NDP Leader Jagmeet Singh Wins Critical Seat in Burnaby South Byelection
Singh will be the first non-white party leader to sit in the House of Commons.
Photo by Jonathan Hayward / The Canadian Press
Jagmeet Singh has won the House of Commons seat for Burnaby South in one of three byelections across the country on Monday, in the biggest test of his leadership of the NDP thus far.
With 180 of 196 polls counted Elections Canada reported Singh winning with 38.5 percent of the vote, followed by Liberal candidate Richard T. Lee at 25.8 percent. Conservative Jay Shin placed third with 22.9 percent.
The race was seen as a make-or-break contest for Singh, who would have faced pressure to step down as the party leader ahead of the upcoming federal election.
The win will give Singh, who has been largely absent from the Ottawa political scene since he won the leadership race almost 18 months ago, some much-needed visibility in Canada’s parliament.
The 40-year-old former MPP for the Ontario NDP has faced repeated criticism over a seeming lack of familiarity with Canada’s foreign policy, low poll numbers, and a leadership track record under which 11 of the 44 New Democrat MPs who won seats in 2015 say they won’t be running again in 2019.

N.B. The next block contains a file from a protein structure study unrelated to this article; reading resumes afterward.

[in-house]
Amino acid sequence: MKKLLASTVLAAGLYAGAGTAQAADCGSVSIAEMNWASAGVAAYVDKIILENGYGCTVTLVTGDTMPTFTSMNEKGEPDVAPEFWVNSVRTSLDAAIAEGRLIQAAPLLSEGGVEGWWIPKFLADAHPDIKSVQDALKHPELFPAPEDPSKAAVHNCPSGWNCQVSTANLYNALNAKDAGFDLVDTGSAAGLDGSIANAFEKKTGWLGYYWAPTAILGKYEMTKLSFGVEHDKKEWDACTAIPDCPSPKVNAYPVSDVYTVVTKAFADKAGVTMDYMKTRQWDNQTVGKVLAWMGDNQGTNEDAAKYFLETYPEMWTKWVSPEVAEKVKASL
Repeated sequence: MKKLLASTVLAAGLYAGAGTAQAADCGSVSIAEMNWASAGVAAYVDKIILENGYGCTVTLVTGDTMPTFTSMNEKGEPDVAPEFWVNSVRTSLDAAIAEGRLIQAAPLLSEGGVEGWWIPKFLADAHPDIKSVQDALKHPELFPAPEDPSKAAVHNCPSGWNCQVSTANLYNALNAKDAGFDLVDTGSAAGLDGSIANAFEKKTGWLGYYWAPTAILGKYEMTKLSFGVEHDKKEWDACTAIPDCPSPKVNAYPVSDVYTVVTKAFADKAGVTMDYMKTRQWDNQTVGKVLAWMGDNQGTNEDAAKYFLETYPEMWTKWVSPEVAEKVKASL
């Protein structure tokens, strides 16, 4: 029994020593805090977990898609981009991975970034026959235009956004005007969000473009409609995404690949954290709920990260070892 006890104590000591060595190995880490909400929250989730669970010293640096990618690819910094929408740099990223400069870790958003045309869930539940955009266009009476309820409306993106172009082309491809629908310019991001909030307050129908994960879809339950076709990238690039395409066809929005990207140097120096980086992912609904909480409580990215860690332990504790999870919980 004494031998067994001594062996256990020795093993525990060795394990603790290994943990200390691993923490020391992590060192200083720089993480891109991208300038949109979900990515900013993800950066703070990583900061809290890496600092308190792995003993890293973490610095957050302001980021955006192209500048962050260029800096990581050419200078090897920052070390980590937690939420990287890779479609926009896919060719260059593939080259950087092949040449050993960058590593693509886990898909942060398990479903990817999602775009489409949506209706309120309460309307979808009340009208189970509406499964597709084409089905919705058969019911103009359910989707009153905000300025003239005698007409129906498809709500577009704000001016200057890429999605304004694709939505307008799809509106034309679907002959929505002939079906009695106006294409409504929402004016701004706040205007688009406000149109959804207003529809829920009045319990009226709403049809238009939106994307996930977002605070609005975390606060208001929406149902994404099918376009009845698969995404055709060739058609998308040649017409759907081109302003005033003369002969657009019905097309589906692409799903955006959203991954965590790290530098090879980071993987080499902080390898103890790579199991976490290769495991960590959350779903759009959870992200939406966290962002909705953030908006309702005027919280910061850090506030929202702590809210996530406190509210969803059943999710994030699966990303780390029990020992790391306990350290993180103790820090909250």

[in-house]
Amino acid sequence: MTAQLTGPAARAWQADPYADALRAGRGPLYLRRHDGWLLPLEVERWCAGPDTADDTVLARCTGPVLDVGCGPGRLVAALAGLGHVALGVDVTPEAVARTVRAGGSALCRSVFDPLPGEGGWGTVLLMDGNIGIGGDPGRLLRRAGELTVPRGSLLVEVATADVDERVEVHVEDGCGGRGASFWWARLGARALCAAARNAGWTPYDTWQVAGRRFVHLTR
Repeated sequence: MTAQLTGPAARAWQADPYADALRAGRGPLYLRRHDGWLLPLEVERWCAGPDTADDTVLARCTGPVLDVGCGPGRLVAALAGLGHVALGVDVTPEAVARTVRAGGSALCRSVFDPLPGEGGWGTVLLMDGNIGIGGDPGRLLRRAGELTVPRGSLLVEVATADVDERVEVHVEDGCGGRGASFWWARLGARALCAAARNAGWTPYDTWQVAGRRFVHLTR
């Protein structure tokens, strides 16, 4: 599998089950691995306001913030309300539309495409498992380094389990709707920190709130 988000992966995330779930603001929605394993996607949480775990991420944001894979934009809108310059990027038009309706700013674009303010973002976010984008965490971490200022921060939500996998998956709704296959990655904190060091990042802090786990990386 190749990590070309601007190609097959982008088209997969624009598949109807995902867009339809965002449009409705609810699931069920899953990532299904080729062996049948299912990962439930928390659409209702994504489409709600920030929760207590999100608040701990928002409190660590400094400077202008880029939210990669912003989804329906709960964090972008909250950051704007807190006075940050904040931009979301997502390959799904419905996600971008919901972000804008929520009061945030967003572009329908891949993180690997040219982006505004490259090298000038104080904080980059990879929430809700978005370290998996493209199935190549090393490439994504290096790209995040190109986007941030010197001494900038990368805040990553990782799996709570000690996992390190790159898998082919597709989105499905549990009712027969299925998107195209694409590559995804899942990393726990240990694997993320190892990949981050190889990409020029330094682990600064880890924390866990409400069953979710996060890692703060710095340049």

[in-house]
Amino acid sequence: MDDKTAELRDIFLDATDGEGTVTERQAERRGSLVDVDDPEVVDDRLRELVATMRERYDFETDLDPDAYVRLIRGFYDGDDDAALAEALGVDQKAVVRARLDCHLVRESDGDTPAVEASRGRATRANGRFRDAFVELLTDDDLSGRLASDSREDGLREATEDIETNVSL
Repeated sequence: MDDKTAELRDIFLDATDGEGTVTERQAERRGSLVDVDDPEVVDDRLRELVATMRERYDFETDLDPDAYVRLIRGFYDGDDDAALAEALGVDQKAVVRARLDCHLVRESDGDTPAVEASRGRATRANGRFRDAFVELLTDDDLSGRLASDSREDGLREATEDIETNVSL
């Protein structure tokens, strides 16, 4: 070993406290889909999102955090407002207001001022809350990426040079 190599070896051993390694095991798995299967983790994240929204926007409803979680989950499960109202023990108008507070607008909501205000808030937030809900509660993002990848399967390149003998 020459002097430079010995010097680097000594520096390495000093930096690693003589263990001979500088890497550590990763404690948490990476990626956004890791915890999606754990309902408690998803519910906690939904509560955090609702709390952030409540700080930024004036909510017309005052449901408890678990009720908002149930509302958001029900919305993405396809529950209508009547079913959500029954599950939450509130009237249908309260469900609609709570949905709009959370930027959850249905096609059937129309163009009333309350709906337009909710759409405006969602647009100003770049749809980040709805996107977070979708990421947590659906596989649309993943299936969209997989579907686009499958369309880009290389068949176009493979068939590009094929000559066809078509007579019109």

The results bring to an end to a turbulent race in Burnaby South, which saw the first Liberal candidate Karen Wang become embroiled in controversy after she posted a message on WeChat, urging Chinese voters to vote for her because she was the only Chinese-Canadian candidate, and pointed out Singh’s Indian origin.
The riding also saw the rise of People’s Party candidate Laura-Lynn Thompson, who received just under 11 percent of the vote. Thompson is a former Christian radio host and anti-abortion activist who was accused of politicizing the murder of 13-year-old Marrisa Shen, who was allegedly killed by a Syrian refugee in July 2017.
Ontario candidate Scot Davidson held on to a Conservative seat in York-Simcoe, while Liberal Rachel Bendayan will take over the Montreal riding of Outremont, which was previously held by former NDP leader Thomas Mulcair.
—With files from Tamara Khandaker